Recently the Marlins’ brass met in New York during the four-game series against the New York Mets and discussed various aspects of the 2012 season. The meeting was part of a planning effort for 2012, the first season in the new stadium and a season on which the Marlins are banking much of their credibility. Many decisions are up for grabs, including the futures of the team’s starting rotation, star shortstop, and managerial staff.
Before and since the meeting, various different parties have an idea about what the plan is to improve the team this offseason. Two examples can be seen here and here. I’ll let you in on the secret on how the Marlins will fix the 2011 team and get back to competition in 2012.
The truth is there is not an easy fix to make the Marlins competitors in 2012. Adding one or two free agent pickups will not necessarily guarantee competition. Getting healthy and effective performances from Hanley Ramirez and Josh Johnson would certainly help, but those occurrences are no guarantees and even they might not bring the team entirely back to contention. The simple fact of the matter is that the team has a few holes that will not be easily filled without large additions. The Marlins could pick up two to three wins by replacing their current center fielders and third basemen, but the team will likely only add one free agent with a decent-sized contract. The Marlins also have concerns in the rotation, particularly in terms of a fourth starter in case Javier Vazquez does indeed retire. The team has no minor leaguers ready to contribute in 2012.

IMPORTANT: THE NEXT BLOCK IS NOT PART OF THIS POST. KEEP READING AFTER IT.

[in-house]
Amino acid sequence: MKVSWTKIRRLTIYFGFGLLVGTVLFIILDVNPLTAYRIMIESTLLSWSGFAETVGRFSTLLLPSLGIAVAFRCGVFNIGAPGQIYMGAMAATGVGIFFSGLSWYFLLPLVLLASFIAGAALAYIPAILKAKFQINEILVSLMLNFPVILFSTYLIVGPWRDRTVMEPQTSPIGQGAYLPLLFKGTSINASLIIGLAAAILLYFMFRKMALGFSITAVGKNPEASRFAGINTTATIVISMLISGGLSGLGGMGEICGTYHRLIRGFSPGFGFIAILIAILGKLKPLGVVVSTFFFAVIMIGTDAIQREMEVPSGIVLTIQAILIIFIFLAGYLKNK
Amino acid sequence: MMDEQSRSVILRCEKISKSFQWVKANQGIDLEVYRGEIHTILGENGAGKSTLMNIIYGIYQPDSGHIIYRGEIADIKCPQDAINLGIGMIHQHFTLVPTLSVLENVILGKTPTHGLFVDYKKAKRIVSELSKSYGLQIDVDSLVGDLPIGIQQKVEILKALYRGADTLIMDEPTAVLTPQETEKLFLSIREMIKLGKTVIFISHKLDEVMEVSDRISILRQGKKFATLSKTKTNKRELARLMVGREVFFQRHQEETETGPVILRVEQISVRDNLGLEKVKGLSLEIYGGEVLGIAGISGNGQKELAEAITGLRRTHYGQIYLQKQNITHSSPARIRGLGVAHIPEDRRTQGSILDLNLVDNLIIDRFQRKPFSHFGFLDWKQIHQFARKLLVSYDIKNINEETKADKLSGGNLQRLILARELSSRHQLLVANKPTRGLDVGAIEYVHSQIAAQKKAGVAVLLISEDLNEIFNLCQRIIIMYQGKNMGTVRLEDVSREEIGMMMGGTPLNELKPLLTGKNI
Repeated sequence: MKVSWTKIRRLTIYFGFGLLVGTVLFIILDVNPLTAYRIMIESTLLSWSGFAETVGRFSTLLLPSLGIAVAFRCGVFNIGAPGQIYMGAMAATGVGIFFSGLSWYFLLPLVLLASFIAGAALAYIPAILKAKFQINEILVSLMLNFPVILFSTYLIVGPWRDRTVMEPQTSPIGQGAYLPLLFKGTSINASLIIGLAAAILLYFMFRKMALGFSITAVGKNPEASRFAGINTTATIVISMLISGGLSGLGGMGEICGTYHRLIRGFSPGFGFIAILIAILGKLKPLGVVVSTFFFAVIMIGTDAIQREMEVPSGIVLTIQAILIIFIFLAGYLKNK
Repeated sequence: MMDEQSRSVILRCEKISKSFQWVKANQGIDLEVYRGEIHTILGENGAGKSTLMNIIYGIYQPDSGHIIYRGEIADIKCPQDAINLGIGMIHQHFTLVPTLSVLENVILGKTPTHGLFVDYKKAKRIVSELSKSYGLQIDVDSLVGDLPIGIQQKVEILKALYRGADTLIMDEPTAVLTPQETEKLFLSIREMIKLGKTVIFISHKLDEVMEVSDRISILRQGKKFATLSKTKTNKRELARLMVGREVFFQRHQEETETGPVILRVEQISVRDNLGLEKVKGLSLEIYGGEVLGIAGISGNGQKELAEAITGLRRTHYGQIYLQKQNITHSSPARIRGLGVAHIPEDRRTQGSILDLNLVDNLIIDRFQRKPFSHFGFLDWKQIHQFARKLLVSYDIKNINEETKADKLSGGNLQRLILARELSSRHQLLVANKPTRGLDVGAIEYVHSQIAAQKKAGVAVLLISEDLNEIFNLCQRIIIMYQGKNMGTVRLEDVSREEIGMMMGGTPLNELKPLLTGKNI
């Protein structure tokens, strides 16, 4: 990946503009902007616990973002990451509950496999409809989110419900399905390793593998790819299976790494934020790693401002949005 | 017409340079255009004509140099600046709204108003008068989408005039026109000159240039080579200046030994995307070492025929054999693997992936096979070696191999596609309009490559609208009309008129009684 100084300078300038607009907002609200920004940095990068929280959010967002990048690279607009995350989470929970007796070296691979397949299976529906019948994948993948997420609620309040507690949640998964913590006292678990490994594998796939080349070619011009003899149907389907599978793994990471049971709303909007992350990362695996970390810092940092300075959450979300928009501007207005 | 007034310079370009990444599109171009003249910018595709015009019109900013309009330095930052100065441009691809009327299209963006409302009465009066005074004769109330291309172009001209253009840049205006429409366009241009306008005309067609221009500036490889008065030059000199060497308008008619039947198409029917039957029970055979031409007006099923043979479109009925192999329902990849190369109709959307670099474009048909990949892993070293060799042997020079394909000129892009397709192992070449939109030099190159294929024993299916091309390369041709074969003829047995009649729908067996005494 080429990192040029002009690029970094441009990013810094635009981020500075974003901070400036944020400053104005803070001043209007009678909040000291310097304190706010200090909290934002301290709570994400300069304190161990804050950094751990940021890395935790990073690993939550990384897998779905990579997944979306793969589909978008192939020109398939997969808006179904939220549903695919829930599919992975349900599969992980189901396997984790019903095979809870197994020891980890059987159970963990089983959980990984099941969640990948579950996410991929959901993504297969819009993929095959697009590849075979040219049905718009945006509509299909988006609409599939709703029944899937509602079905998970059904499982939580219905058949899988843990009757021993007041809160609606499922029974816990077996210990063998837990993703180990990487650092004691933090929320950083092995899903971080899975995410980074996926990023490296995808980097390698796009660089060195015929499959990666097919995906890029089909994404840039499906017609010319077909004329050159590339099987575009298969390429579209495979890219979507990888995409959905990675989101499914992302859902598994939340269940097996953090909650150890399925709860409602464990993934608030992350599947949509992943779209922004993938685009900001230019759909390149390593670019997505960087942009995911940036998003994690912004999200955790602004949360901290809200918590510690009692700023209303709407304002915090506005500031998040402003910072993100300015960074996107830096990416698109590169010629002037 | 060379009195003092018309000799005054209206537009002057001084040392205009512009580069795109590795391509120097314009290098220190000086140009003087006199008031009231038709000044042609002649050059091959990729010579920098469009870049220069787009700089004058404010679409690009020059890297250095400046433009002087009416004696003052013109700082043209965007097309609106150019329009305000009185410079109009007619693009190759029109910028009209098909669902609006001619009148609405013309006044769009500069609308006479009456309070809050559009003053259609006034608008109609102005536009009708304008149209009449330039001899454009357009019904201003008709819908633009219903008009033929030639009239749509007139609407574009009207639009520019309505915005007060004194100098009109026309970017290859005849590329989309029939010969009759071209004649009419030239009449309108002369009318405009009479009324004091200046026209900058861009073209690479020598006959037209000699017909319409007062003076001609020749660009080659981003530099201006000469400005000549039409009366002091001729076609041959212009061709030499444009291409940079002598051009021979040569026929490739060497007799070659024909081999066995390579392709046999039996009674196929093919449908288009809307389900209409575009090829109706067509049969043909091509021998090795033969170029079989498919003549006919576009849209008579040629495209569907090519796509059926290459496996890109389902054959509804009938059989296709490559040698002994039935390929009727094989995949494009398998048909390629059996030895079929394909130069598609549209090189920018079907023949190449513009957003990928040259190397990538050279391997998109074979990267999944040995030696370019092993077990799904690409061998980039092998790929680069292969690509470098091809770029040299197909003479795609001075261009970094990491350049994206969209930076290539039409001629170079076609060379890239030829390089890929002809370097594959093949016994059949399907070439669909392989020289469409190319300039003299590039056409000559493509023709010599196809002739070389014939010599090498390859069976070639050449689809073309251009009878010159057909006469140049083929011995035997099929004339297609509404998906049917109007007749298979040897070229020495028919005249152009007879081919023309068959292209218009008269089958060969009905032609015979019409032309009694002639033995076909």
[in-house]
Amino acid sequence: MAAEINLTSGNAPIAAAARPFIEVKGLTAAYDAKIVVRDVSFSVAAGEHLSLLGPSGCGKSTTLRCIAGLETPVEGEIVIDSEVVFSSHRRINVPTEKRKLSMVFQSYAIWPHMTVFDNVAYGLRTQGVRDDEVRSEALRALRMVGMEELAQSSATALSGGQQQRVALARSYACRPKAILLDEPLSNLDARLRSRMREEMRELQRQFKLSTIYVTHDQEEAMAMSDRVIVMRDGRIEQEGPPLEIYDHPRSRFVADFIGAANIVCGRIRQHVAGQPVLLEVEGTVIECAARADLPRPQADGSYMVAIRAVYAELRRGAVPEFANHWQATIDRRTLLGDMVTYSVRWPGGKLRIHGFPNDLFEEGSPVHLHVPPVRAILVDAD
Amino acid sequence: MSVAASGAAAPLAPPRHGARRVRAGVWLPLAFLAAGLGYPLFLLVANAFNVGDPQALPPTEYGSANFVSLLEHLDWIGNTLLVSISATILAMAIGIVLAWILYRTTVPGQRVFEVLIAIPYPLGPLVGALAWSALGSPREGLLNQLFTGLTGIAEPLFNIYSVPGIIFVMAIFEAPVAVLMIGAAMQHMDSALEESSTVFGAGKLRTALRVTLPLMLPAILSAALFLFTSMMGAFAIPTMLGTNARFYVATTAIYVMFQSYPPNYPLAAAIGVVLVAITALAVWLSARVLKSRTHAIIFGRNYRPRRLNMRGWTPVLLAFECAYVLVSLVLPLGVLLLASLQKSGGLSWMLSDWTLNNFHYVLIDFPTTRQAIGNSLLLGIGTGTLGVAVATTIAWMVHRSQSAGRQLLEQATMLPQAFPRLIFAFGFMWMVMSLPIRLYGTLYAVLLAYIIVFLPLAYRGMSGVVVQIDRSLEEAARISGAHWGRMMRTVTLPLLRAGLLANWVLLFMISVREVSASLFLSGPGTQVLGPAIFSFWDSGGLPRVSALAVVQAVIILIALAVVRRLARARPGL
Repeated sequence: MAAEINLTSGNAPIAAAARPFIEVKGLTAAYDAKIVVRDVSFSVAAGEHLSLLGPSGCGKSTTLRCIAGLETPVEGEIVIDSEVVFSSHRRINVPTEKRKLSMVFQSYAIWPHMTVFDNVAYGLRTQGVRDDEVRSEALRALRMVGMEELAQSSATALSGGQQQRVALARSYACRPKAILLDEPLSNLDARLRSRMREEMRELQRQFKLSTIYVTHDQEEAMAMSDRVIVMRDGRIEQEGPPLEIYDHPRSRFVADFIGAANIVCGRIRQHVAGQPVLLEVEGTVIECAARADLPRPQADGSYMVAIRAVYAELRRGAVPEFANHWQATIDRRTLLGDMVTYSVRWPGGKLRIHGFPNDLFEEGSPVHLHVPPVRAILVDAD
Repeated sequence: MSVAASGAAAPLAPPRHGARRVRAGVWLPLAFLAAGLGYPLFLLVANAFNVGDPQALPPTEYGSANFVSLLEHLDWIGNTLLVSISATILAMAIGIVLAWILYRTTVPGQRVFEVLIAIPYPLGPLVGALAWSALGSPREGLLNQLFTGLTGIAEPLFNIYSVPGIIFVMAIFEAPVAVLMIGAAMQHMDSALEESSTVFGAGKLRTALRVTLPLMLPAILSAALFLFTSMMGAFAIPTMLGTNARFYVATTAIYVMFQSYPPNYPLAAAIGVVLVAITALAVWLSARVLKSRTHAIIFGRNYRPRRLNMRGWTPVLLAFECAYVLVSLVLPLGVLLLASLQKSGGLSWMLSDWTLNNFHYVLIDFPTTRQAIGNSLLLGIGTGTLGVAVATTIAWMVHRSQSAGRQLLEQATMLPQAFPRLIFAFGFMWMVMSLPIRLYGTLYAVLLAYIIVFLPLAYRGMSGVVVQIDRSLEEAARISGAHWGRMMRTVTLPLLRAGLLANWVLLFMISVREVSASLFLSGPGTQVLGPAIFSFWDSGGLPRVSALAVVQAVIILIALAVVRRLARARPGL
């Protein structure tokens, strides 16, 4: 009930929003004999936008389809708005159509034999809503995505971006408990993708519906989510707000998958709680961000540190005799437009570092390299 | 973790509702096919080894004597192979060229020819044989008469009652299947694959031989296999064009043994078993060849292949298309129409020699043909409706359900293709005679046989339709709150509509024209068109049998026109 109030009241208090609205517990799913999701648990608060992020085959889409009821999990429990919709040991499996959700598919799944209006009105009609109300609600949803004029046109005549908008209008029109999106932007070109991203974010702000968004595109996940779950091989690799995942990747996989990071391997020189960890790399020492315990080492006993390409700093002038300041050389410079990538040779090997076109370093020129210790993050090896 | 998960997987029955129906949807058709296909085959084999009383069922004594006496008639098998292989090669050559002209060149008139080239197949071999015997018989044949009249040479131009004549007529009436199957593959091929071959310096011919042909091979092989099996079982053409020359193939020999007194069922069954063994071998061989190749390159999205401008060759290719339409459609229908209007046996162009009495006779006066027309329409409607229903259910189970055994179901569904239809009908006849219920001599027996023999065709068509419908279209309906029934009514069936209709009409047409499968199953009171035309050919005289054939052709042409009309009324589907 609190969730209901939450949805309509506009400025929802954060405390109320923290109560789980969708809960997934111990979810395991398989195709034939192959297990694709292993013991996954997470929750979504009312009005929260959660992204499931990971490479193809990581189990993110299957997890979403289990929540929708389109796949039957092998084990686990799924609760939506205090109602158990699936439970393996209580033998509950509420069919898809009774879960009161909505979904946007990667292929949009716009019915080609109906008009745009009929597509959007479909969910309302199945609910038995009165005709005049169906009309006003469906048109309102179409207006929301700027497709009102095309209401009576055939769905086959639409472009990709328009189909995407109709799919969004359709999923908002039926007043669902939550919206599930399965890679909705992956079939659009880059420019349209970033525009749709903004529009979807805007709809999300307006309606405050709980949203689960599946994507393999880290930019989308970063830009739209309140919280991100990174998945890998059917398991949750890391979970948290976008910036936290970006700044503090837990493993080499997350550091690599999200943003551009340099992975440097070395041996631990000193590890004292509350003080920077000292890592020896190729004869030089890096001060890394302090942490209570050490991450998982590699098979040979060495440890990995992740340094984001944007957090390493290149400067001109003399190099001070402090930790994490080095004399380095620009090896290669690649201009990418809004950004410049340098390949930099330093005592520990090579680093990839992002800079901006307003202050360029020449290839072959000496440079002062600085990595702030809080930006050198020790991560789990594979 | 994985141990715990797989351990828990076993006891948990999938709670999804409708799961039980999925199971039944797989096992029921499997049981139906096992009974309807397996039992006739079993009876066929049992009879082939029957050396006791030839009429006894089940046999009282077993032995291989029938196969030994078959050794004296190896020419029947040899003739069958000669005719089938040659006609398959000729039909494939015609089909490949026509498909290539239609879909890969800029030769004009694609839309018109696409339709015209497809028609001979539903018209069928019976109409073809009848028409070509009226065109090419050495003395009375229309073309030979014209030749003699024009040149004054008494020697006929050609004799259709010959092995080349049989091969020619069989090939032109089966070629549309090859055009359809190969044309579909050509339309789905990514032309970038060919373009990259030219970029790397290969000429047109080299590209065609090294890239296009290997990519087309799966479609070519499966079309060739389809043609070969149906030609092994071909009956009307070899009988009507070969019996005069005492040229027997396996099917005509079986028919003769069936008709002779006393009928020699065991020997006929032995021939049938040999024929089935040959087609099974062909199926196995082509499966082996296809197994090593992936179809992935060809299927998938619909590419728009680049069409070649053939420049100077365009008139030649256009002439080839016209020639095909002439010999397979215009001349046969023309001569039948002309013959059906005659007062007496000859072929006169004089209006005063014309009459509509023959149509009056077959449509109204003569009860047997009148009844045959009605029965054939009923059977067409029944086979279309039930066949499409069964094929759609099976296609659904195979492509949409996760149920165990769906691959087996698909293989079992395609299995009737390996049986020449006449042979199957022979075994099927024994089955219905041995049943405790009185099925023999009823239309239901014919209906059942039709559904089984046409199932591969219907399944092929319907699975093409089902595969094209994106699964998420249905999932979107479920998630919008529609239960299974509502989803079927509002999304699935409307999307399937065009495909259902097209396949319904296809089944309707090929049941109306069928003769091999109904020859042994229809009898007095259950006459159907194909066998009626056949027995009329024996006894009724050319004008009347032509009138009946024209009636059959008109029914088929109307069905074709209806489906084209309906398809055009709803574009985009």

Unless the team spends freely and ups payroll by about $25 million (not counting arbitration and contractual raises), the team will be around .500 again. If you are happy with that, then this is perfectly acceptable. But to rattle off a list of names on the free agent market, figuring that “if the team can just pick up Player X and Y, they will contend” is not within reason. The Marlins have yet to establish that they are all that close to contention to start with, and one or two additions may not be enough without significant regression or improvement by certain players.